Sassy's Demise | Letters | Chicago Reader

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Sassy's Demise



To the editor,

While reading Elizabeth Weil's "Good-bye, Girl Friend," in the June 9 issue of the Reader, I become so very impressed with the depths a so-called "writer" will plunge to in order to disparage anyone on the political right. For Miss Weil to blame the death of Sassy magazine on the current political march to the right is a laughable and desperate attempt for a premise and just barely disguises her ignorance of society, publishing and politics. Making such an idiotic claim is like blaming the Bulls' loss in the NBA playoffs on an earthquake in Sumatra in 1917. Such contentions are 100 percent crap.

To contend the demise of a publication is due to last November's sea-change election is just naive and ignorant. Miss Weil's implication that this political movement is devoid of cultural merit is just wishful thinking on her part. According to her argument, only those on the left can be "hip" or "cool." Personally, I am unaware of anyone who equates social popularity/acceptance with the greed, stupidity, intolerance, selfishness and moral bankruptcy exhibited by our nation's left--but I guess I'm just not "cool" enough to know any better.

Political movements don't ignite and occur overnight, but instead germinate, take root and grow over a period of years and possibly decades before they bear fruit. Most importantly though, politics are a reflection of the times and society--not the other way around, as Miss Weil's harebrained theories contend.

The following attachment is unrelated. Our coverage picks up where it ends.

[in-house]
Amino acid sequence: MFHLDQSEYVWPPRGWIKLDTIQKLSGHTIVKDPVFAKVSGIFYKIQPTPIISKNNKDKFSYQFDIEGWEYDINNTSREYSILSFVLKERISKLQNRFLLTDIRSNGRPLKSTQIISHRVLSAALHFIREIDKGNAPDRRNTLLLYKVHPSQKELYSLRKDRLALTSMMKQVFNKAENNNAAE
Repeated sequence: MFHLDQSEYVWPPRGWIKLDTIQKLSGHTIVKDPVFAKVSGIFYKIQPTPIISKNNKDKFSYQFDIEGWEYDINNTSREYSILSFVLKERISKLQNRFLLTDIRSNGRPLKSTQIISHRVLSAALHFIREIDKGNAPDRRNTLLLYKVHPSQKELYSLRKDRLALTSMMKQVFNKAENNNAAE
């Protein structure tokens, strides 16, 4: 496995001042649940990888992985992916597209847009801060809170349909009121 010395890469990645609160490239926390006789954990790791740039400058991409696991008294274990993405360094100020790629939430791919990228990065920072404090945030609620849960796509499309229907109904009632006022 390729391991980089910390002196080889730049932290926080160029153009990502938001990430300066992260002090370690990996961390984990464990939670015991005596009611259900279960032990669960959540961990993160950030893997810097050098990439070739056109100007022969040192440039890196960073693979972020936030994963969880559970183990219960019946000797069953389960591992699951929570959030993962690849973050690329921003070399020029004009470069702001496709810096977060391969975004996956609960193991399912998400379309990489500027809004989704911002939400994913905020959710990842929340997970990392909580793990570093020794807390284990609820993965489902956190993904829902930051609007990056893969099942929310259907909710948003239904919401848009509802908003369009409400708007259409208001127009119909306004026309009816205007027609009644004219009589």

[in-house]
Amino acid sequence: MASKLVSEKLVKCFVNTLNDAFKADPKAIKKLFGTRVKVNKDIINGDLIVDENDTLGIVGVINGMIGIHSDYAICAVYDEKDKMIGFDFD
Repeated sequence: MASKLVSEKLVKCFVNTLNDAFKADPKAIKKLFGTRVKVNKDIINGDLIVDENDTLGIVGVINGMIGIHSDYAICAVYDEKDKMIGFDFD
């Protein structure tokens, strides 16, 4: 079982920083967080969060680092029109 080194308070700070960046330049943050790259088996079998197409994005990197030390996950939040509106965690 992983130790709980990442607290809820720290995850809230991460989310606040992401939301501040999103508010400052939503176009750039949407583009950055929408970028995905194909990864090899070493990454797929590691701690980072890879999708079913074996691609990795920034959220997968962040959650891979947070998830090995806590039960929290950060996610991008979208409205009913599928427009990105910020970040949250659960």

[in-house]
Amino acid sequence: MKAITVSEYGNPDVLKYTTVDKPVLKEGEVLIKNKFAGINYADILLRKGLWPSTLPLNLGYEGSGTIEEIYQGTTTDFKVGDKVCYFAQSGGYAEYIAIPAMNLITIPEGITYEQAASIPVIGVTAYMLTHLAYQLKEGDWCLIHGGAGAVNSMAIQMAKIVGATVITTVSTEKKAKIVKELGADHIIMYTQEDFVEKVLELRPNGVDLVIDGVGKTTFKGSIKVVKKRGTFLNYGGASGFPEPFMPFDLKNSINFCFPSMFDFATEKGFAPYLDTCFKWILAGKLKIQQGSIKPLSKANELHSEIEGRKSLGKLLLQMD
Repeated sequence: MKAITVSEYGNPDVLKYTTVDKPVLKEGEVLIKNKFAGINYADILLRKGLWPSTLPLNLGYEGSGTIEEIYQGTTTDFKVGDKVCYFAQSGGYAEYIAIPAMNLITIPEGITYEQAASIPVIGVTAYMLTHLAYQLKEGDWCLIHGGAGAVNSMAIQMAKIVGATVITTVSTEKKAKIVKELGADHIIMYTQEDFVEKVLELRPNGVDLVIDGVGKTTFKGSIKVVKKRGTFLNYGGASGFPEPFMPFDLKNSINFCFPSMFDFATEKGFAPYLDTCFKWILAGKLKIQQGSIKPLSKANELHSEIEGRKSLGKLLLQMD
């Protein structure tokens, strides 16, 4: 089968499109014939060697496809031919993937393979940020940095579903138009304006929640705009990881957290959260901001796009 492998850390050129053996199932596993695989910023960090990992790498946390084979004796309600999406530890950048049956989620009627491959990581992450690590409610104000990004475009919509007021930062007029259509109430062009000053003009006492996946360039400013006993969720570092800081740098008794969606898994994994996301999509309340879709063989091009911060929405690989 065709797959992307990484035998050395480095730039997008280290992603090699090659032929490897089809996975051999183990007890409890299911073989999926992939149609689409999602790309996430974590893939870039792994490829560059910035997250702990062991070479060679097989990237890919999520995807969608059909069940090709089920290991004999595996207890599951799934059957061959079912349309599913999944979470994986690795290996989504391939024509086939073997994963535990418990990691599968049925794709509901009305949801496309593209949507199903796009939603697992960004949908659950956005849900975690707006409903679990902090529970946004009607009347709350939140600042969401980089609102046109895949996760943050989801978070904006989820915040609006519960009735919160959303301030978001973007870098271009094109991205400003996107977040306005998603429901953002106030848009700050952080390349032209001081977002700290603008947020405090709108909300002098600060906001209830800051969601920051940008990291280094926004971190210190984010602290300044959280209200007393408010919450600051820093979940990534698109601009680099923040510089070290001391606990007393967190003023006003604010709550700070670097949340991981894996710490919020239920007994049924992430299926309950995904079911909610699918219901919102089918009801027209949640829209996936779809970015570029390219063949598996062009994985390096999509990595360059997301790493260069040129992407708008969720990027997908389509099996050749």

As a consistent browser of said magazine, Sassy was a very impressive and refreshing addition to this nation's newsstands. I agree the magazine's change from its original editorial direction is unfortunate. But obviously Sassy lacked the balls (or ovaries in this case) to stick to their guns when moralist nutcases came calling. Any successful business person will tell you that courage is a healthy part of the entrepreneurial mix.

So instead of pointing a finger at a political movement she disdains, maybe she should lay the blame on what really puts a publication or any business concern in mortal danger: bad product or content, poor management, lack of capital, bad business practices and a myriad of other business related reasons.

Then again, taking Miss Weil's lead, it would be much simpler for me to blame Sassy's Milquetoast state on the utter vacuousness and complete lack of ideas propagated by our country's left.

Michael V. Timble

Roscoe Village

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